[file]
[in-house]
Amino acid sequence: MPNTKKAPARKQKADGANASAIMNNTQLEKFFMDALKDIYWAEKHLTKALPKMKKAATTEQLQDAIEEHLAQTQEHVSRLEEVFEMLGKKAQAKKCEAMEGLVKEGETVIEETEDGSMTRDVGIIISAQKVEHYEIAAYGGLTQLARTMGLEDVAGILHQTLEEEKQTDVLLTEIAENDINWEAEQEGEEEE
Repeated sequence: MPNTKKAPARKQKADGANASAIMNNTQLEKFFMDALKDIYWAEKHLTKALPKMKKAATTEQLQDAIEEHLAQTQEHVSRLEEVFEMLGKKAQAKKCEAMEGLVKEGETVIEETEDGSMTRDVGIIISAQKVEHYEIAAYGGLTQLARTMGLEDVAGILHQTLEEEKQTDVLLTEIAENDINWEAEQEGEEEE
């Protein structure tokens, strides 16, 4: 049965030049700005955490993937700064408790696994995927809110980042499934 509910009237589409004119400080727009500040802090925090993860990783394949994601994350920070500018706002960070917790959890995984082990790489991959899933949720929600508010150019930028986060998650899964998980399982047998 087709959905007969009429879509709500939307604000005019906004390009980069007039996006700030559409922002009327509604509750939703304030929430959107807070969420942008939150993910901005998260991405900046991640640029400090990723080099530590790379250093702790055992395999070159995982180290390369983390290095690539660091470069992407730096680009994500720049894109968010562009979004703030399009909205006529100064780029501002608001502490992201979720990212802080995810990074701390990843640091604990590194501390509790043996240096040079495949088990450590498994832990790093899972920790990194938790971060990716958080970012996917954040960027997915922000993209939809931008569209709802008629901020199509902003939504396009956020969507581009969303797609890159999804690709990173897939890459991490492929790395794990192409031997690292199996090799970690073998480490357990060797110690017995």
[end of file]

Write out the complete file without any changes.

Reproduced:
[in-house]
Amino acid sequence: MPNTKKAPARKQKADGANASAIMNNTQLEKFFMDALKDIYWAEKHLTKALPKMKKAATTEQLQDAIEEHLAQTQEHVSRLEEVFEMLGKKAQAKKCEAMEGLVKEGETVIEETEDGSMTRDVGIIISAQKVEHYEIAAYGGLTQLARTMGLEDVAGILHQTLEEEKQTDVLLTEIAENDINWEAEQEGEEEE
Repeated sequence: MPNTKKAPARKQKADGANASAIMNNTQLEKFFMDALKDIYWAEKHLTKALPKMKKAATTEQLQDAIEEHLAQTQEHVSRLEEVFEMLGKKAQAKKCEAMEGLVKEGETVIEETEDGSMTRDVGIIISAQKVEHYEIAAYGGLTQLARTMGLEDVAGILHQTLEEEKQTDVLLTEIAENDINWEAEQEGEEEE
């Protein structure tokens, strides 16, 4: 049965030049700005955490993937700064408790696994995927809110980042499934 509910009237589409004119400080727009500040802090925090993860990783394949994601994350920070500018706002960070917790959890995984082990790489991959899933949720929600508010150019930028986060998650899964998980399982047998 087709959905007969009429879509709500939307604000005019906004390009980069007039996006700030559409922002009327509604509750939703304030929430959107807070969420942008939150993910901005998260991405900046991640640029400090990723080099530590790379250093702790055992395999070159995982180290390369983390290095690539660091470069992407730096680009994500720049894109968010562009979004703030399009909205006529100064780029501002608001502490992201979720990212802080995810990074701390990843640091604990590194501390509790043996240096040079495949088990450590498994832990790093899972920790990194938790971060990716958080970012996917954040960027997915922000993209939809931008569209709802008629901020199509902003939504396009956020969507581009969303797609890159999804690709990173897939890459991490492929790395794990192409031997690292199996090799970690073998480490357990060797110690017995």